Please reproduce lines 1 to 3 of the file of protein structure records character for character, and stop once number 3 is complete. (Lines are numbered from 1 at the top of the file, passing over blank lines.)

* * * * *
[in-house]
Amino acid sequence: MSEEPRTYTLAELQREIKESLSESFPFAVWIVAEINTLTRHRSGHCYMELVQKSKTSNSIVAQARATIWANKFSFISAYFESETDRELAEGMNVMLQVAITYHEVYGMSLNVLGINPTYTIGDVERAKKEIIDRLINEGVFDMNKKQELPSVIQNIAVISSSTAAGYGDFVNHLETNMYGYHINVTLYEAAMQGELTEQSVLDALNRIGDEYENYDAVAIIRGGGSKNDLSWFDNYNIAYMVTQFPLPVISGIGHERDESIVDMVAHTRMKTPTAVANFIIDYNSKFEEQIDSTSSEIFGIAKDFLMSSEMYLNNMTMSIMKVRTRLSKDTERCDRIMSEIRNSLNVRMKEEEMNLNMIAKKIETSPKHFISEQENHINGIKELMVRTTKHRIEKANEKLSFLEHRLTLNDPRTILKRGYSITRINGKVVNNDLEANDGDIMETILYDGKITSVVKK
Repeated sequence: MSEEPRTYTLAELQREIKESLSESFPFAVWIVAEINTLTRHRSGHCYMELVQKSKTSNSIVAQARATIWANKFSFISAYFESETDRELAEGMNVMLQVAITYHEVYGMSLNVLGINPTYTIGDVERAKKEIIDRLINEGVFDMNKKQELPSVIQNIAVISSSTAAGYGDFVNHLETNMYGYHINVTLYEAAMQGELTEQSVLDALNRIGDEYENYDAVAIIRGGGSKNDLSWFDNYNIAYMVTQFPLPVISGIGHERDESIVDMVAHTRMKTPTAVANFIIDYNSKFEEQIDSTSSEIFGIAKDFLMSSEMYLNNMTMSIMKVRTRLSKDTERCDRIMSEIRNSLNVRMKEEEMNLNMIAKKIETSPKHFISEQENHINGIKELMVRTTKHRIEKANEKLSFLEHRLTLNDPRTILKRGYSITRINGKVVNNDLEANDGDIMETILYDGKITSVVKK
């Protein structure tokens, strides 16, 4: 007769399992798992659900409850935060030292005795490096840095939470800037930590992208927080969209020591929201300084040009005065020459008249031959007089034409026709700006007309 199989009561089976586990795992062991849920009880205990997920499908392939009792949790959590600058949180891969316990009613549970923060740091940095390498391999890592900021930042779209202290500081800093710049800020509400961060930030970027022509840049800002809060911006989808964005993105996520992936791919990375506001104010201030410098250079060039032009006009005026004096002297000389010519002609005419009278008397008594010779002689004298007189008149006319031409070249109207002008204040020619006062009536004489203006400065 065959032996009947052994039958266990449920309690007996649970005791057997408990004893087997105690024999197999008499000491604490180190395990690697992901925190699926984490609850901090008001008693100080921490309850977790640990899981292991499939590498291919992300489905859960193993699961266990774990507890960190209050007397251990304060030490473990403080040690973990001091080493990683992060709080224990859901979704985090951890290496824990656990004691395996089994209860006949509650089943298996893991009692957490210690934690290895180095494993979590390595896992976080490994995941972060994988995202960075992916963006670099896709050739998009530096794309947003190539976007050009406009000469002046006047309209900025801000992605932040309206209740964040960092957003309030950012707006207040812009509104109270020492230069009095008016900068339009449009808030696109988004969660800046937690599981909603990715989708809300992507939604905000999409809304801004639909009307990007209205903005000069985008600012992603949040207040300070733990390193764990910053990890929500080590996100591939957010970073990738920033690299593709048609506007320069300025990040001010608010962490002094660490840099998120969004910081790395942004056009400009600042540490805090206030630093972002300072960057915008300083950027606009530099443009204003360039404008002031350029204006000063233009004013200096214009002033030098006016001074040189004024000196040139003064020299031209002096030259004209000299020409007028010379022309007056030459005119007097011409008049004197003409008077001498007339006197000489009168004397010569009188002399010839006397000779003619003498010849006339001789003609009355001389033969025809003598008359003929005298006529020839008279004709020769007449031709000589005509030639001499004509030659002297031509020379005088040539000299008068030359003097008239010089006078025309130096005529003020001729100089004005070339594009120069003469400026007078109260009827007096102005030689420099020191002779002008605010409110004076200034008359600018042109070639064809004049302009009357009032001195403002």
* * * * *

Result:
[in-house]
Amino acid sequence: MSEEPRTYTLAELQREIKESLSESFPFAVWIVAEINTLTRHRSGHCYMELVQKSKTSNSIVAQARATIWANKFSFISAYFESETDRELAEGMNVMLQVAITYHEVYGMSLNVLGINPTYTIGDVERAKKEIIDRLINEGVFDMNKKQELPSVIQNIAVISSSTAAGYGDFVNHLETNMYGYHINVTLYEAAMQGELTEQSVLDALNRIGDEYENYDAVAIIRGGGSKNDLSWFDNYNIAYMVTQFPLPVISGIGHERDESIVDMVAHTRMKTPTAVANFIIDYNSKFEEQIDSTSSEIFGIAKDFLMSSEMYLNNMTMSIMKVRTRLSKDTERCDRIMSEIRNSLNVRMKEEEMNLNMIAKKIETSPKHFISEQENHINGIKELMVRTTKHRIEKANEKLSFLEHRLTLNDPRTILKRGYSITRINGKVVNNDLEANDGDIMETILYDGKITSVVKK
Repeated sequence: MSEEPRTYTLAELQREIKESLSESFPFAVWIVAEINTLTRHRSGHCYMELVQKSKTSNSIVAQARATIWANKFSFISAYFESETDRELAEGMNVMLQVAITYHEVYGMSLNVLGINPTYTIGDVERAKKEIIDRLINEGVFDMNKKQELPSVIQNIAVISSSTAAGYGDFVNHLETNMYGYHINVTLYEAAMQGELTEQSVLDALNRIGDEYENYDAVAIIRGGGSKNDLSWFDNYNIAYMVTQFPLPVISGIGHERDESIVDMVAHTRMKTPTAVANFIIDYNSKFEEQIDSTSSEIFGIAKDFLMSSEMYLNNMTMSIMKVRTRLSKDTERCDRIMSEIRNSLNVRMKEEEMNLNMIAKKIETSPKHFISEQENHINGIKELMVRTTKHRIEKANEKLSFLEHRLTLNDPRTILKRGYSITRINGKVVNNDLEANDGDIMETILYDGKITSVVKK